Sunday, September 11, 2011


September 11, 2001 will alway be imbedded in our collective psyches for obvious reasons that I won't go into detail here. I have been away from my Sample Sunday series for a good while now, and today, being a historic day, is as good a time as any to reacquaint myself with my Wisdom Seeker family.

From a musical and hip hop standpoint, the album that is connected to that moment in time is The Blueprint, released on that fateful day to an unsuspecting audience. The Blueprint has been noted as a classic in the stellar catalogue of Mr. Shawn Carter, because of the deep use of soul samples by relatively unknown beat miners Just Blaze and Kanye West. One of the standouts on this album is a slept-on cut, "Never Change". This Kanye West-produced track fits the mold perfectly for The Blueprint, because it gives space for Jay-Z to opine about his struggles and subsequent rise with Roc-A-Fella.

The source for this mid-tempo Kanye production is a 1973 song from the incomparable David Ruffin. From his self-titled album David Ruffin you have "Common Man", a song that could very well be identified with the average cat living in 2011. David Ruffin, from The Temptations fame, used his rich, rough, yet melodic voice to weave the fabric that is the common man, hence the song title. At forty seconds into the Ruffin composition, which was produced in conjuction with Bobby Miller, the portion that would provide the sonic bed for Jay-Z's "Never Change" was laid. "Common Man" was one of quite a few Ruffin tunes where you could hear the pain and angst that symbolized his artistry. This, and other songs of a similar ilk, are the types of songs that fit into the comfortable, soulful mold of 70's music. Take a listen to "Common Man" below.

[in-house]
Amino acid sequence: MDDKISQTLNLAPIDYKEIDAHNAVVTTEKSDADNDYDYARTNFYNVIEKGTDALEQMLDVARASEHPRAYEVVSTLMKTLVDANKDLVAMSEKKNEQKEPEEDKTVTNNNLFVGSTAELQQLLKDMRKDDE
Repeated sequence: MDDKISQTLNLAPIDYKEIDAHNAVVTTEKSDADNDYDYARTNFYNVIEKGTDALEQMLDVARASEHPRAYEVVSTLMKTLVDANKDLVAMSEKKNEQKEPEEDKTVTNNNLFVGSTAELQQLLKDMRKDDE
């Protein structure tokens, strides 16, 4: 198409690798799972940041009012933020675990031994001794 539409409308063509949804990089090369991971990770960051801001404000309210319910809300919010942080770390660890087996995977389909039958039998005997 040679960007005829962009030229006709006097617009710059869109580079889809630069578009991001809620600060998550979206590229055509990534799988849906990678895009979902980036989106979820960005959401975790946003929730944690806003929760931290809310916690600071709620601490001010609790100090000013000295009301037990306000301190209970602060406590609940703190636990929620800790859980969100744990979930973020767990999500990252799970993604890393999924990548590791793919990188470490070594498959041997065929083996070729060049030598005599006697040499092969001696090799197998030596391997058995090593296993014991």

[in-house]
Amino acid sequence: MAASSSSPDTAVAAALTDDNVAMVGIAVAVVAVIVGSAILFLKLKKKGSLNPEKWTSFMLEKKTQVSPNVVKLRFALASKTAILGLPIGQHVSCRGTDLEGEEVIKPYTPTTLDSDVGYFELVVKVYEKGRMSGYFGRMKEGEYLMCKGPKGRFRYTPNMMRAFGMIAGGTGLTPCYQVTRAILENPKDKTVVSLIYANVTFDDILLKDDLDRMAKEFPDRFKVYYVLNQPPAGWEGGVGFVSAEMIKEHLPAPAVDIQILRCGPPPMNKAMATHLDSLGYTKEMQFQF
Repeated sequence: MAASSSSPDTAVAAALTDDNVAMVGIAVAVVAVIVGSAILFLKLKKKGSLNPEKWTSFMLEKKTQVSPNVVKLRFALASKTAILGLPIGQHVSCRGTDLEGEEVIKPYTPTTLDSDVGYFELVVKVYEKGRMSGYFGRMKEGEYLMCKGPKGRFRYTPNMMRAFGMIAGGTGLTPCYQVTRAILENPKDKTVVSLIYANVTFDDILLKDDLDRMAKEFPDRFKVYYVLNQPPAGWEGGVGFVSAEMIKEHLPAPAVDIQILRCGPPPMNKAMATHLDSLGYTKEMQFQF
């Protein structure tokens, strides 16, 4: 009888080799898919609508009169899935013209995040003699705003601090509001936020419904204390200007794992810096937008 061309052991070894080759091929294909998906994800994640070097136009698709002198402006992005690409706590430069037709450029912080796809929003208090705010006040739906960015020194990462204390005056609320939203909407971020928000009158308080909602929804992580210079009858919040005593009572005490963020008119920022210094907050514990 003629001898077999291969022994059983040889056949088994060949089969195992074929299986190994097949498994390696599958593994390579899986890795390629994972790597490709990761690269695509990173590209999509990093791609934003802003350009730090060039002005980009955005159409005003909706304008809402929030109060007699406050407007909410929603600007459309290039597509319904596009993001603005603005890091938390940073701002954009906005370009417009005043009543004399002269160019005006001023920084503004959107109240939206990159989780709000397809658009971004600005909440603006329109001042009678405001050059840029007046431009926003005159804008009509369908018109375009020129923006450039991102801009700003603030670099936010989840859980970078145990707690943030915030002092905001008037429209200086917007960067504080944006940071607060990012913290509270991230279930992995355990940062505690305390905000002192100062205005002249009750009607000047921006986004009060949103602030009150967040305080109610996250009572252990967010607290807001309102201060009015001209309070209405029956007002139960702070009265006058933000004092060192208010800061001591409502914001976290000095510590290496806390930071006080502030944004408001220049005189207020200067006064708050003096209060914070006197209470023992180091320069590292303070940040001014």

Ruffin did not reach his full potential, dying from an apparent drug overdose in 1991. His music will live on forever, and Kanye digging through the crates for "Never Change" allows the Ruffin brand to be recognized forever.

Today, Jay-Z and Kanye continue to mine the soul library, most recently on this huge Otis Redding celebratory joint "Otis", which is bringing a whole new audience to that chapter in time when Otis Redding could do no wrong. Hip hop is still able to entertain and bridge gaps, and for that I am grateful. Hopefully, with 9/11 upon us, we can all reflect, while all the while bridge gaps amongst the masses. God bless to all that have been affected, directly or otherwise, by the tragedy that was September 11, 2001. This is a day that will live in infamy, and serve as a true "blueprint" for living from that day into the future.

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